Join The Discussion

 

New arena at Will Rogers takes shape


The proposed Will Rogers Memorial Center arena continues to take shape as voters head for a Nov. 4 election to decide whether to approve new taxes to help pay for the $450 million facility.

read more >

Fort Worth-based Woodmont plans $80M Hard Rock Hotel retail center

Woodmont Outlets of Fort Worth, an affiliate of The Woodmont Co., has partnered with Cherokee Nation Businesses for a proposed upscale retail development at Hard Rock Hotel & Casino Tulsa.

read more >

Cooking Class: Fort Worth chef brings home the gold

Toques off to Timothy Prefontaine. The executive chef at the iconic Fort Worth Club is currently the best in the nation, according to the American Culinary Federation. Prefontaine earned the title of 2014 U.S.A.’s Chef of the

read more >

Barnett still packs economic punch, study finds

Despite reduced drilling and unstable gas prices, Fort Worth continues reaping the rewards of the Barnett Shale, according to a newly released study by The Perryman Group.7

read more >

Fort Worth firm 'simplifies' advertising

Reaching customers requires more than price slashing and flashy ads. In today’s competitive marketplace, machines – not men and women – are essential to tapping new markets and

read more >

Perry adds road funding to special session

CHRIS TOMLINSON,Associated Press


AUSTIN, Texas (AP) — Halfway through the special session, Gov. Rick Perry asked lawmakers on Monday to come up with new funding for transportation projects.

In a statement Perry said the state's growing economy and population made additional spending on roads and bridges necessary.

"As we enjoy the benefits of a booming economy, we have to build and maintain the roads to ensure we sustain both our economic success and our quality of life," Perry said.

In January, Perry called on the Legislature to take $3.7 billion from the state's rainy day fund for infrastructure. Lawmakers agreed to ask voters to approve spending $2 billion from the rainy day fund for water projects, but they did not pass a bill for highways.

Perry called the Legislature into special session on May 27 to approve new political maps, a process that has turned out to be slow-going. Special sessions may only run for 30 days, so lawmakers only have 15 days left to finish redistricting and approve more money for roads.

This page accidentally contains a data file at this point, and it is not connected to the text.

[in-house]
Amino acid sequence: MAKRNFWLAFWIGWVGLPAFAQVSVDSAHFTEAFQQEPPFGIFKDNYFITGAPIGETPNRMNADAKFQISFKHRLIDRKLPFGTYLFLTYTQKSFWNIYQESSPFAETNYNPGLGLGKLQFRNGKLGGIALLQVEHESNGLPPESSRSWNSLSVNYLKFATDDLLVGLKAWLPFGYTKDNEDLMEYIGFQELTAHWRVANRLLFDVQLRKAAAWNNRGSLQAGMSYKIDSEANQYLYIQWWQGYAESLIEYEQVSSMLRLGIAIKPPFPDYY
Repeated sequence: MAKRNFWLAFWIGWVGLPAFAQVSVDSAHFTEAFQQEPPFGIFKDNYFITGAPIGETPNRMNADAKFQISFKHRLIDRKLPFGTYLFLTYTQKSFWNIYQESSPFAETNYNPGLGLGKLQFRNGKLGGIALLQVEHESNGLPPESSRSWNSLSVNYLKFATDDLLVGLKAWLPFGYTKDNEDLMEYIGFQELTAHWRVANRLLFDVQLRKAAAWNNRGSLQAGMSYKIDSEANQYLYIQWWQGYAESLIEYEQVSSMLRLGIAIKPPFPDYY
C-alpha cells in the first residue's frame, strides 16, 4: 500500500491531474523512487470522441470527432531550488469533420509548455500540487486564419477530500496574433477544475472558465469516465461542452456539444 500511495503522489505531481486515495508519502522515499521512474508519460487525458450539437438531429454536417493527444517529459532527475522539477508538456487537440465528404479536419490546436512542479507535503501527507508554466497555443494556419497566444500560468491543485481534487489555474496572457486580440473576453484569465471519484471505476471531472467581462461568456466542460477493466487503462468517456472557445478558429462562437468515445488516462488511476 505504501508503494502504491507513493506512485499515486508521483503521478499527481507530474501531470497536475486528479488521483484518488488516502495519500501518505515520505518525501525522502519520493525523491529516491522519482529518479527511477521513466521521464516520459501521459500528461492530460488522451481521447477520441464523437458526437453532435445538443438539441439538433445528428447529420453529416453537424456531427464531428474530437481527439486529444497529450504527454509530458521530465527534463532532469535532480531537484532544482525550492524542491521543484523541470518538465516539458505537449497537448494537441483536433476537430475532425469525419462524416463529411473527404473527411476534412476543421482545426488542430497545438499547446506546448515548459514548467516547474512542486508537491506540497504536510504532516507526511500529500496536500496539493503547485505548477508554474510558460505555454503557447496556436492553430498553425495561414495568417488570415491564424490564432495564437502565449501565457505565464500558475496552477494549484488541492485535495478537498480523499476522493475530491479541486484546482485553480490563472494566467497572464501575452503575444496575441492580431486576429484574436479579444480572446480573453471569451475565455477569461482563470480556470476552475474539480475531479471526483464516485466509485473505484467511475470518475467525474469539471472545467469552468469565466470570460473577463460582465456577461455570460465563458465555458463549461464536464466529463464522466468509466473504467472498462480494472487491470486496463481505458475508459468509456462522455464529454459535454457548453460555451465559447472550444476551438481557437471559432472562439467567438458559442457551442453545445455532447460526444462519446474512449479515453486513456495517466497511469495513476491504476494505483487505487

The governor's announcement also follows close on the heels of conservative criticism that the state is spending too much money this year.

Perry's call will give lawmakers a lot of latitude, saying that they should pass "legislation relating to the funding of transportation infrastructure projects."

State transportation leaders told lawmakers during the regular session that Texas needs to spend about $4 billion more per year on roads, even after a decade-long spike in highway construction and maintenance.

Phil Wilson, executive director of the state Department of Transportation, warned that without extra money, the state faces a "perfect storm" of more people using Texas roads, increased construction costs and unreliable federal funding that could leave motorists stuck in traffic.

The agency manages nearly 200 million miles of roads and more than 50,000 bridges. The agency largely relies on a 20 cents-a-gallon fuel tax that hasn't been raised since 1991.

Since 2003, the state has also used bonds and other short-term revenue sources to build and maintain roads. But much of that money will be gone by 2015, and state lawmakers are considering ways to pay for a transportation system that Perry and others say is vital to the state's economy.

When asked whether the governor would add additional items to the special session, spokeswoman Lucy Nashed said this was all "for now."
 

< back

Email   email
hide
Arena
What do you think of the new plans for a new Will Rogers arena and changes at the Convention Center?